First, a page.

5
votes
2answers
680 views

What is the difference between using “de” and “que” for the English word “to”?

Here are two examples where de and que are meant to translate to to in English: ¿Dónde tengo que dejar los documentos? = Where do I have to leave the documents? Es imposible de saber = It is ...
18
votes
6answers
1k views

“vaso de agua” or “vaso con agua”? Which is correct?

English What's the correct way to express that something "serves as a container for something else"? Example: ¿Quieres un vaso de/con agua? Should we use de or con? Are both correct? Why? If ...
13
votes
3answers
3k views

When to use “que” and “de que”

Español En ciertas oraciones no sé si es más correcto usar que o de que. ¿Cuáles son las reglas para utilizar que/de que? Ejemplos: Estoy seguro que me fue bien. Estoy seguro de que me ...
12
votes
5answers
10k views

Is “me gustas” ever right?

We have been taught that gustar is an unusual verb and that you only ever use gusta or gustan depending on whether you like singular or plural things. Would you use "me gustas" to say "I like you"?
12
votes
5answers
13k views

How prevalent is the phrase “qué padre”?

Here in Mexico, the slang phrase qué padre (or various forms such as muy padre, etc) are quite common, with the meaning "how cool". Is this just Mexican slang, or do other regions use the same ...
11
votes
7answers
1k views

¿Cómo se dice “bootstrap” en castellano?

En el mundo de la informática se utiliza mucho el término bootstrap (últimamente para referirse a Twitter bootstrap). Veo que la traducción más directa es el de "lengüeta de zapatos", es decir, la ...
11
votes
4answers
7k views

What's the meaning of the expression “nada que ver”?

What's the meaning of the expression "nada que ver"? In which countries is used? Here are some examples: Lo que dices no tiene nada que ver con lo que estamos discutiendo. Conversation between ...
10
votes
3answers
233 views

Duda entre “sino” y “si no”

Hace poco he leído un libro donde se empleaba el sino. Al principio pensaba que era un error de ortografía, pero me resulta un poco extraño que se equivocaron en poner sino y no separado si no. ...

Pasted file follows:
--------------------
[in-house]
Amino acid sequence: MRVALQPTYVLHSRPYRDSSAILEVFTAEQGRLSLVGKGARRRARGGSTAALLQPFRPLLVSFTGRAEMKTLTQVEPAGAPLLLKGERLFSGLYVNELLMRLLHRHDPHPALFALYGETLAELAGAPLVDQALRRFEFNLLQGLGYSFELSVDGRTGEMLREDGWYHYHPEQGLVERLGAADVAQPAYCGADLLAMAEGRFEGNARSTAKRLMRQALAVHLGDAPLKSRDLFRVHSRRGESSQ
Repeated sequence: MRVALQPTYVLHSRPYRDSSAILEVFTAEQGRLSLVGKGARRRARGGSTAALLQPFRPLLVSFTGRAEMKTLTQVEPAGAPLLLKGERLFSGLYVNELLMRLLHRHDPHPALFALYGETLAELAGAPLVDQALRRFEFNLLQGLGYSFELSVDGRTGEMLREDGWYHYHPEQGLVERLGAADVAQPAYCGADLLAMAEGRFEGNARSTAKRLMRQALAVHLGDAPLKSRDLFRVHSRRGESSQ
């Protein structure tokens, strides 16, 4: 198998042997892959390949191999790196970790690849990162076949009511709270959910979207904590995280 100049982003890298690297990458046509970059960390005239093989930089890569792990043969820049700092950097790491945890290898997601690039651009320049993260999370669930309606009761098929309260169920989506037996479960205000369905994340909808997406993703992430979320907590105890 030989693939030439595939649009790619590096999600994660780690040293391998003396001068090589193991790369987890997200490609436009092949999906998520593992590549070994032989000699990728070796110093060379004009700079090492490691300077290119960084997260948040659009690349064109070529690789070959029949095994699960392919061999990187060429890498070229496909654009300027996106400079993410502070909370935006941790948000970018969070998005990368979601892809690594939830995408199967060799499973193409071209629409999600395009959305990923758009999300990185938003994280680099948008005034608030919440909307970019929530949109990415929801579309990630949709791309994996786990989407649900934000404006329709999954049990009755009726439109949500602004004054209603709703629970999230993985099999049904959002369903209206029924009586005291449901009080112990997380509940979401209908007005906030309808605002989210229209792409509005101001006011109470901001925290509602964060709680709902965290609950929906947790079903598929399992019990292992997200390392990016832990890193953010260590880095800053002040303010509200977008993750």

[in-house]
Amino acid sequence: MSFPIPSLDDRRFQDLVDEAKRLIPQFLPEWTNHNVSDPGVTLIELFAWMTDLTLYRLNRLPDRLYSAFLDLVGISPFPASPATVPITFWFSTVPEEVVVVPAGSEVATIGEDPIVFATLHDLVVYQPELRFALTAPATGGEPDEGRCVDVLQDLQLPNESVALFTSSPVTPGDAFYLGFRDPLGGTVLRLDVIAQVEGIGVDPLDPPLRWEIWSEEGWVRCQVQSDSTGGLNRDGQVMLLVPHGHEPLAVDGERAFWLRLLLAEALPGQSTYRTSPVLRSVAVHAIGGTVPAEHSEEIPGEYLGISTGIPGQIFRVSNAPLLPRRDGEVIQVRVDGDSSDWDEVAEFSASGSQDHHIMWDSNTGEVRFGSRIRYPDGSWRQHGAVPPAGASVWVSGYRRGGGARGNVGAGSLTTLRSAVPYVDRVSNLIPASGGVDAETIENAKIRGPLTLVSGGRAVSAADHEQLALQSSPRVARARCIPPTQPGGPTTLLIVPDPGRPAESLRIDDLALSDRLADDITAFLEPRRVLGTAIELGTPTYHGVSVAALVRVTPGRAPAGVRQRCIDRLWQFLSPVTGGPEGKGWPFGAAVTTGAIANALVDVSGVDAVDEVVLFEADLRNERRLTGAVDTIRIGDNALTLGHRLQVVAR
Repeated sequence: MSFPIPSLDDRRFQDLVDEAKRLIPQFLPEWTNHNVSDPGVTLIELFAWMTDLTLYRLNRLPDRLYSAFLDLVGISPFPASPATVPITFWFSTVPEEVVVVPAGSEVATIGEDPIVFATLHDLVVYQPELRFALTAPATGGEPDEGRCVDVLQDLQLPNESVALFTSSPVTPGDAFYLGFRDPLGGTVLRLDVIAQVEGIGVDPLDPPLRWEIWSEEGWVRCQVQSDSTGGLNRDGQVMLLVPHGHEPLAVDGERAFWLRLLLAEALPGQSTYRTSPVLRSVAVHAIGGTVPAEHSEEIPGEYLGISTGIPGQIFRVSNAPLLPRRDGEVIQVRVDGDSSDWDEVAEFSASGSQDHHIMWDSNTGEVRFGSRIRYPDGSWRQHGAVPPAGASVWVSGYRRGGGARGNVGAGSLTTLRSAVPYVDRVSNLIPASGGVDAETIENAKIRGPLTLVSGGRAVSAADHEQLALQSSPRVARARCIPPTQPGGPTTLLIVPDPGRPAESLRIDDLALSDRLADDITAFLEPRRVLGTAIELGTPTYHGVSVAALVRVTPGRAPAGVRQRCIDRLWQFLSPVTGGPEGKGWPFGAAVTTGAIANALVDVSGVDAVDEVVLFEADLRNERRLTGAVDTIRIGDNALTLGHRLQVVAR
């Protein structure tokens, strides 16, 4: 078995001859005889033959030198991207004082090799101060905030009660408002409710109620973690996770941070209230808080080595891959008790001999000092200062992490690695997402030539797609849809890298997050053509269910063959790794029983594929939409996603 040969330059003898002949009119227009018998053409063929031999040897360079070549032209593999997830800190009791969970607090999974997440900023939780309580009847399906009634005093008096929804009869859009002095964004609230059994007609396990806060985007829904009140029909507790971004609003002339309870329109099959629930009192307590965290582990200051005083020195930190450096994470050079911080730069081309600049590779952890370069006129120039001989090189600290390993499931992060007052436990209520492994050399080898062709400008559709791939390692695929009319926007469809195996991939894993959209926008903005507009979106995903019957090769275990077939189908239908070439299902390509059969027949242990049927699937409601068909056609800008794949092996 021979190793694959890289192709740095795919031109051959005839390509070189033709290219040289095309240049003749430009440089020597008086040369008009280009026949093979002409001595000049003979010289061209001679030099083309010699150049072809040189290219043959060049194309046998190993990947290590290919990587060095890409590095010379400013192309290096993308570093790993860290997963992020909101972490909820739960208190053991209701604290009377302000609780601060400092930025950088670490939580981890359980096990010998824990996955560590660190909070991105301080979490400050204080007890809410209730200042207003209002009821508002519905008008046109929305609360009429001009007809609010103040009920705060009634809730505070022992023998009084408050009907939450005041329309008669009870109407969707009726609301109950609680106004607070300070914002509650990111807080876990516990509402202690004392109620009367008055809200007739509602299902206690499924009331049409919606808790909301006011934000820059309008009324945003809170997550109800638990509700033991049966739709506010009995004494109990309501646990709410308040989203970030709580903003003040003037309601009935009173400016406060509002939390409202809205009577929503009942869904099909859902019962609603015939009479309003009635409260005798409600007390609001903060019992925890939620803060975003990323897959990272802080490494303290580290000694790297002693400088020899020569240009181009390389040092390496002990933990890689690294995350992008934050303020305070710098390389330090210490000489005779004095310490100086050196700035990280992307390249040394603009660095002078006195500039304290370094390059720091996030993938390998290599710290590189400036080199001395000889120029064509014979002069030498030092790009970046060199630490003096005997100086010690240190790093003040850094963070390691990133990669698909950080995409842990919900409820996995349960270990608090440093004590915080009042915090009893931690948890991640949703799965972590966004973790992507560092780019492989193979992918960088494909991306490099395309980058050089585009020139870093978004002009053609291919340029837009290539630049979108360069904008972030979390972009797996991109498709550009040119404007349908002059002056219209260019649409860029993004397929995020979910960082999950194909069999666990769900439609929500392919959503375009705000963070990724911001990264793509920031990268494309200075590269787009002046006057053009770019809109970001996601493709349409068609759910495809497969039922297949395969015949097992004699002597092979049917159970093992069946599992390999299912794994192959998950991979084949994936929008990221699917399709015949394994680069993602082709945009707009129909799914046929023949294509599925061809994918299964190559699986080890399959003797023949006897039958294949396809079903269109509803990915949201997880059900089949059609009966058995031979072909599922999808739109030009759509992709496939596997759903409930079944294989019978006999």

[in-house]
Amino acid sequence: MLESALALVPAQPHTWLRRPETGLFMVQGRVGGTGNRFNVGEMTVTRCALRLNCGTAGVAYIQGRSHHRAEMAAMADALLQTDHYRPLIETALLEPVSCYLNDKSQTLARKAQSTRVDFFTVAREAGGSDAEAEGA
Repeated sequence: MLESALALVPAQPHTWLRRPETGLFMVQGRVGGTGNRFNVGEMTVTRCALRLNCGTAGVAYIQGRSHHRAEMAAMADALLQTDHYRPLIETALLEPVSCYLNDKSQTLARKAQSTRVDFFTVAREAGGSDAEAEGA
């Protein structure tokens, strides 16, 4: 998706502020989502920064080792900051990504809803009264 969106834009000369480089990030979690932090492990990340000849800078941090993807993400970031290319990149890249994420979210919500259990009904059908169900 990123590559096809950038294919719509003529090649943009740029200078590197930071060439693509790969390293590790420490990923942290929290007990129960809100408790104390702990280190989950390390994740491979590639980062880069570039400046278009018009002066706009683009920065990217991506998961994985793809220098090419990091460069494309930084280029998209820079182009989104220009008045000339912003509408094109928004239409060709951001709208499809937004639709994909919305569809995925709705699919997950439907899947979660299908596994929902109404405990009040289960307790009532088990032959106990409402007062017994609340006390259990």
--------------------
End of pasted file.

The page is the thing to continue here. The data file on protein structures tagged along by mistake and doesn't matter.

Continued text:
10
votes
3answers
834 views

Why is “Usted” grammatically a third person?

In English polite form of address is "You" which is second person singular and plural. In Russian it is "Вы" which is plural second person. In Spanish (and probably French and Italian) polite address ...
9
votes
2answers
3k views

What is the most common way to answer the phone?

What is the most universally-used greeting when answering the phone (i.e. way to say, "Hello?")? Are there any circumstances where the greeting would be different (for example, when answering a phone ...
9
votes
2answers
901 views

Appropriate way to answer a negative yes/no question

When the question is not a negative question the response for the given question should be: Q: ¿Tienes carro? "Sí, tengo." for a positive answer or "No tengo." for a negative one. No, what if ...
9
votes
3answers
2k views

How to translate 'to become?' (hacerse, ponerse, convertirse en, etc.)

I've heard several different words used for 'to become' in Spanish. Obviously sometimes there are specific verbs to use, like 'enfadarse' means to become angry, but often you need to use a verb that ...
8
votes
2answers
1k views

What's the meaning of the Mexican expression “se te va el avión”?

Example: Te lo dije tres veces y de todos modos no lo hiciste. A ti ya se te va el avión. ¿No te acordaste de tu cumpleaños? La verdad es que a ti ya se te va el avión. What does it mean? ...
8
votes
3answers
275 views

Two nouns in a row, or, is it OK to omit “de”?

Two or more nouns are sometimes used consecutively, with the second modifying the first. For instance, I recently received a mail whose subject was "Honorarios migración." This is, I suppose, ...
8
votes
6answers
1k views

¿“Septiembre” or “setiembre”?

Setiembre is only used in Peru, AFAIK, but I wonder if there are any other countries where setiembre, as opposed to septiembre, is also valid. RAE links the definition of setiembre to the definition ...
7
votes
5answers
2k views

¿En qué países la palabra “coger” tiene connotaciones sexuales?

En algunos países hispanoparlantes la palabra coger tiene connotaciones sexuales. La RAE indica "Realizar el acto sexual", pero el problema es que es una expresión malsonante, marcada fuertemente como ...
7
votes
4answers
2k views

Uso invertido de palabras cariñosas e insultos